Naturally, what sets this bizarre household to buzzing feverishly is the introduction of a sane man-- Detective Chief Inspector Arthur St. Just. It can be difficult for a rational person to make sense of the completely irrational, and watching St. Just make his way slowly through this house of Bedlam can be a treat. However, I do wish his character had been developed a bit more.

Moreover, an under-developed main character isn't the only problem in this book. The author takes a long time to set up the action. By page 100, there's no murder and we have yet to meet St. Just. It almost makes me wonder if Malliet had a bit too much fun setting her stage. An under-developed main character, thoroughly unlikable suspects, a very long set-up... in most cases these things would be the kiss of death to a book for me. They weren't in the case of Death of a Cozy Writer because I enjoyed the author's wit so much. In case you're wondering if I'm always such a soft touch, I can say honestly that I'm not. There's a lot hinging on the second book in the series. If Malliet can keep the wit, shorten the introductory section, and tell me more about St. Just, I'll consider this a series with which to continue. If not.... ( )
1 vote cathyskye | Dec 14, 2013 |
My expectations were high since I had read a number of great reviews and I did enjoy the book but not as much as I thought I would have. ( )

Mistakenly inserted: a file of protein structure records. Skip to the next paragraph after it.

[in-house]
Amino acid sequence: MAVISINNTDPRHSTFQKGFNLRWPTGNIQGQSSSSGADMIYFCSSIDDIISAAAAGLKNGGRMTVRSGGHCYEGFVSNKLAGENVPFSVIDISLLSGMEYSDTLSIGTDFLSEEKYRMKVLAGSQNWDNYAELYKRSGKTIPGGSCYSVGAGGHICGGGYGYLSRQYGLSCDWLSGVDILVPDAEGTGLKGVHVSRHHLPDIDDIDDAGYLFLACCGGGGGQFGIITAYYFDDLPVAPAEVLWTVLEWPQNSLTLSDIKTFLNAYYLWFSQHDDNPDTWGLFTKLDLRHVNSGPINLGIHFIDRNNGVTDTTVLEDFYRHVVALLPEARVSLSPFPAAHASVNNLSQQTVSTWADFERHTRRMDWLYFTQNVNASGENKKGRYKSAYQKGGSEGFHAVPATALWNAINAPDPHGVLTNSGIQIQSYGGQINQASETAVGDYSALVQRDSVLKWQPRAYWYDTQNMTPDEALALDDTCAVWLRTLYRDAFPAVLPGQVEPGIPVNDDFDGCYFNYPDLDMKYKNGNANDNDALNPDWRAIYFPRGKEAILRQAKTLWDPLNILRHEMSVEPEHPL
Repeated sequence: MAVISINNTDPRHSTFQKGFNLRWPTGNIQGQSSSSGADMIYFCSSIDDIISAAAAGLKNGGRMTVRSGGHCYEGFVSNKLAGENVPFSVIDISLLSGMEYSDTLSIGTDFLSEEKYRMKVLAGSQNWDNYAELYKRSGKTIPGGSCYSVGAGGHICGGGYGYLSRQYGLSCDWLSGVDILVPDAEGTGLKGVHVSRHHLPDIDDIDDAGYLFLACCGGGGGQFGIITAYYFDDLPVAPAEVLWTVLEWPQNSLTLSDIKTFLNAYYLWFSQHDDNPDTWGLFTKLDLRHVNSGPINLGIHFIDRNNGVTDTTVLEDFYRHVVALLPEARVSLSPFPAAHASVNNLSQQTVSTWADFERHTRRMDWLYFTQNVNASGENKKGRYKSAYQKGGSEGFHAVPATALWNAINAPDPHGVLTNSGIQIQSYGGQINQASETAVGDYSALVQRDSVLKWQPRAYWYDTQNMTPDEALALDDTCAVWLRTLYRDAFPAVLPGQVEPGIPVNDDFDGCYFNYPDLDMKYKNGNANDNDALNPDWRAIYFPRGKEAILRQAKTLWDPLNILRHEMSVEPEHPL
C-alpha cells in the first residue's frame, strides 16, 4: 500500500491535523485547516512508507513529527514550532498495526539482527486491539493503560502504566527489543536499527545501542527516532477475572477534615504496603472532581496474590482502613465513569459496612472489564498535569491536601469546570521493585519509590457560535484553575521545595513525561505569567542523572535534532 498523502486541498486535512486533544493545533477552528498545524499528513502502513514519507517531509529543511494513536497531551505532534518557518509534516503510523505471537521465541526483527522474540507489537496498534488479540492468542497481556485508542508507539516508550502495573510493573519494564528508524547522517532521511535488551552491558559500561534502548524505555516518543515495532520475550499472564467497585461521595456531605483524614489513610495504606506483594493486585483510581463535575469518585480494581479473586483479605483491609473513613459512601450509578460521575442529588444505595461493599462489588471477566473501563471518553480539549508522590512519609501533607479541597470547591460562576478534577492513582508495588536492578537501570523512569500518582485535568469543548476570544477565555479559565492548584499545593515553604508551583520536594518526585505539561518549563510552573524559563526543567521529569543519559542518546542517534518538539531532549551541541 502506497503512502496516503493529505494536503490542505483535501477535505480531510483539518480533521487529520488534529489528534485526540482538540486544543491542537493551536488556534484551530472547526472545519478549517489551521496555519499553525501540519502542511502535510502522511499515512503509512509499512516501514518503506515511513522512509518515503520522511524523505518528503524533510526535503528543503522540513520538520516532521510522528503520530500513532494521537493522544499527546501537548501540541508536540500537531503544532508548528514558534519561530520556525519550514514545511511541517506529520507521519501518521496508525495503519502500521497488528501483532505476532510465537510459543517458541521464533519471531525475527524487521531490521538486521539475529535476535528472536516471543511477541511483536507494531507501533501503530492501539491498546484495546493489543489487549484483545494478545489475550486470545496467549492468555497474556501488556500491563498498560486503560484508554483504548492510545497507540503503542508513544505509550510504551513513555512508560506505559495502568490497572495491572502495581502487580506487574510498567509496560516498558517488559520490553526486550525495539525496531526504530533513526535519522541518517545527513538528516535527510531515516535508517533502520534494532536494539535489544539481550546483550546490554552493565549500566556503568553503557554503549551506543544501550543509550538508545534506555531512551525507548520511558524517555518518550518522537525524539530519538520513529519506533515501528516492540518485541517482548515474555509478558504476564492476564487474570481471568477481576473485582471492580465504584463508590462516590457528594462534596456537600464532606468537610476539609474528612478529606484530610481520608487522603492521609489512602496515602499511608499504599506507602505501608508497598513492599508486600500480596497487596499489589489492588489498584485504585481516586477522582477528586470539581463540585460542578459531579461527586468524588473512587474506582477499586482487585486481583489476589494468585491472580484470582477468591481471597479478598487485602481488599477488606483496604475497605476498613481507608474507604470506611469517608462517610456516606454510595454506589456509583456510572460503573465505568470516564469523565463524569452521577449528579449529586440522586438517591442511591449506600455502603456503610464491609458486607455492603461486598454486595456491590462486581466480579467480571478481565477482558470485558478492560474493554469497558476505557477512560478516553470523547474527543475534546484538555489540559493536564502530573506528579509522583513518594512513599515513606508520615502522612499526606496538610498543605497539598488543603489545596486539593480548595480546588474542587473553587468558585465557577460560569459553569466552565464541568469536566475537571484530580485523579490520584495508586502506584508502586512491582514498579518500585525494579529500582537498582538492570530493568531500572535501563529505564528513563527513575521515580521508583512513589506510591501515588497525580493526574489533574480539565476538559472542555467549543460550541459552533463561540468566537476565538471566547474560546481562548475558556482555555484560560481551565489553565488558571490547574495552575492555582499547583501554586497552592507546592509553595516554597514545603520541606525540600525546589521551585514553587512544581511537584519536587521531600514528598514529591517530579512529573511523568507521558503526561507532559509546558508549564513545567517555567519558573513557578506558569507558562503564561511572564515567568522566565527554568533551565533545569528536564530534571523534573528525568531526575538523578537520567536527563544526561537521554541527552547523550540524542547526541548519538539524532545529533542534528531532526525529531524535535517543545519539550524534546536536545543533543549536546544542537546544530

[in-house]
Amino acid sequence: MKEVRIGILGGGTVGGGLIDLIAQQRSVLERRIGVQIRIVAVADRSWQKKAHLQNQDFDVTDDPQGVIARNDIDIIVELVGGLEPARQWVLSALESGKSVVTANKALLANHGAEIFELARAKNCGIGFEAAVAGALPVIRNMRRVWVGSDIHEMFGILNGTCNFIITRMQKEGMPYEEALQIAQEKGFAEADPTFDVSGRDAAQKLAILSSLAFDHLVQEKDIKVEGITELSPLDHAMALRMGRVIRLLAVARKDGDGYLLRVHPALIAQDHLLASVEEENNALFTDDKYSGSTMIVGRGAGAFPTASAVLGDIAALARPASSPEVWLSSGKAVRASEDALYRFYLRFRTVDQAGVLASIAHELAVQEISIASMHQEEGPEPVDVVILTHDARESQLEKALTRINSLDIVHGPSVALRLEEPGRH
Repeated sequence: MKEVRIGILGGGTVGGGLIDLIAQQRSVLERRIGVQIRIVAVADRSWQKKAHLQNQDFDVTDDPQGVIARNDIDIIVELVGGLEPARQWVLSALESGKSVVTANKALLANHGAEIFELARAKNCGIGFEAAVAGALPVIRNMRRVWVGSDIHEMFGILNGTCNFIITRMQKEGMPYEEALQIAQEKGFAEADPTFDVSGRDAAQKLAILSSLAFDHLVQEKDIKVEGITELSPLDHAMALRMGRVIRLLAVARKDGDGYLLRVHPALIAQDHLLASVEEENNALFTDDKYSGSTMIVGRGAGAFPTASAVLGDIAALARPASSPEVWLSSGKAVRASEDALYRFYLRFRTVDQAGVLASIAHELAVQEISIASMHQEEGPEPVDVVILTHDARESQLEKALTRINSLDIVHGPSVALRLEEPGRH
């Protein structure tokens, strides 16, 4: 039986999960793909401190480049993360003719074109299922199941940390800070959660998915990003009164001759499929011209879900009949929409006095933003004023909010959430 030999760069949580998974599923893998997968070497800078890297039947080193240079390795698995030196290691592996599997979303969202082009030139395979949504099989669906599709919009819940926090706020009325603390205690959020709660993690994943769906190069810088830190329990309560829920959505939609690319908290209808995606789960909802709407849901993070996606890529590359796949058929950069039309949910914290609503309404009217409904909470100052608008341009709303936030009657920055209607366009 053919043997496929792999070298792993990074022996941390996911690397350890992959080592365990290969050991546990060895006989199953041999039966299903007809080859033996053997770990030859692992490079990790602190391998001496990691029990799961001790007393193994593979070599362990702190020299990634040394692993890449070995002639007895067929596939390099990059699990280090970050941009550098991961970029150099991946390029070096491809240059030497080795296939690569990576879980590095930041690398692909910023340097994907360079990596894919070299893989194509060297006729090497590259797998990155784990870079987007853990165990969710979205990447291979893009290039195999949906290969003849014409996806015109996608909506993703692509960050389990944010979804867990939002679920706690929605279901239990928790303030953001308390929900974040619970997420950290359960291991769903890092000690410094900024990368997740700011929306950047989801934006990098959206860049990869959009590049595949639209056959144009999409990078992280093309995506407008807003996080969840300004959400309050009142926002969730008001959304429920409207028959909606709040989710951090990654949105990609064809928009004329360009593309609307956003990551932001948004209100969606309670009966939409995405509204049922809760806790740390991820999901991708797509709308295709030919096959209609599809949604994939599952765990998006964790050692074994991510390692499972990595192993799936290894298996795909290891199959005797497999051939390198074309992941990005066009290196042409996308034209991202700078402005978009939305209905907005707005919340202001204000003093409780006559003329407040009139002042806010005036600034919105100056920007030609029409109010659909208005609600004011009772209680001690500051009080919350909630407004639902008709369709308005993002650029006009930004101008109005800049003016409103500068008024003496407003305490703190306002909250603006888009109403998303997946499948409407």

ferrisscottr | Jun 18, 2013 |
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The invitation, though embossed on the stiffest 100 percent rag-content paper Gribbley's, Stationers to Her Majesty, could produce, nonetheless had more than a whiff of the prepackaged Marks & Sparks sales offering about it.
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Amazon.com Product Description (ISBN 0738712485, Paperback)

Winner of the 2008 Agatha Award for Best First Novel

From deep in the heart of his eighteenth century English manor, millionaire Sir Adrian Beauclerk-Fisk writes mystery novels and torments his four spoiled children with threats of disinheritance. Tiring of this device, the portly patriarch decides to weave a malicious twist into his well-worn plot. Gathering them all together for a family dinner, he announces his latest blow – a secret elopement with the beautiful Violet... who was once suspected of murdering her husband.

Within hours, eldest son and appointed heir Ruthven is found cleaved to death by a medieval mace. Since Ruthven is generally hated, no one seems too surprised or upset – least of all his cold-blooded wife Lillian. When Detective Chief Inspector St. Just is brought in to investigate, he meets with a deadly calm that goes beyond the usual English reserve. And soon Sir Adrian himself is found slumped over his writing desk – an ornate knife thrust into his heart. Trapped amid leering gargoyles and stone walls, every member of the family is a likely suspect. Using a little Cornish brusqueness and brawn, can St. Just find the killer before the next-in-line to the family fortune ends up dead?

Death of a Cozy Writer was chosen by Kirkus Reviews as a Best Book of 2008, nominated for a Left Coast Crime award (the Hawaii Five-O for best police procedural), short-listed for the Macavity Award for Best First Mystery, nominated for the Anthony Award for Best First Novel and was a finalist for the David G. Sasher, Sr. Award for Best Mystery Novel.

G.M. Malliet's Death of a Cozy Writer won the 2008 Agatha Award for Best First Novel and a silver medal for the IPPY awards in the category of Mystery/Suspense/Thriller.

(retrieved from Amazon Mon, 30 Sep 2013 13:23:35 -0400)

(see all 2 descriptions)

After the deaths of a wealthy mystery writer and his oldest son during a gathering at his mansion, Detective Chief Inspector St. Just attempts to solve the crime with a house full of suspects with ample motives to kill.

(summary from another edition)

» see all 3 descriptions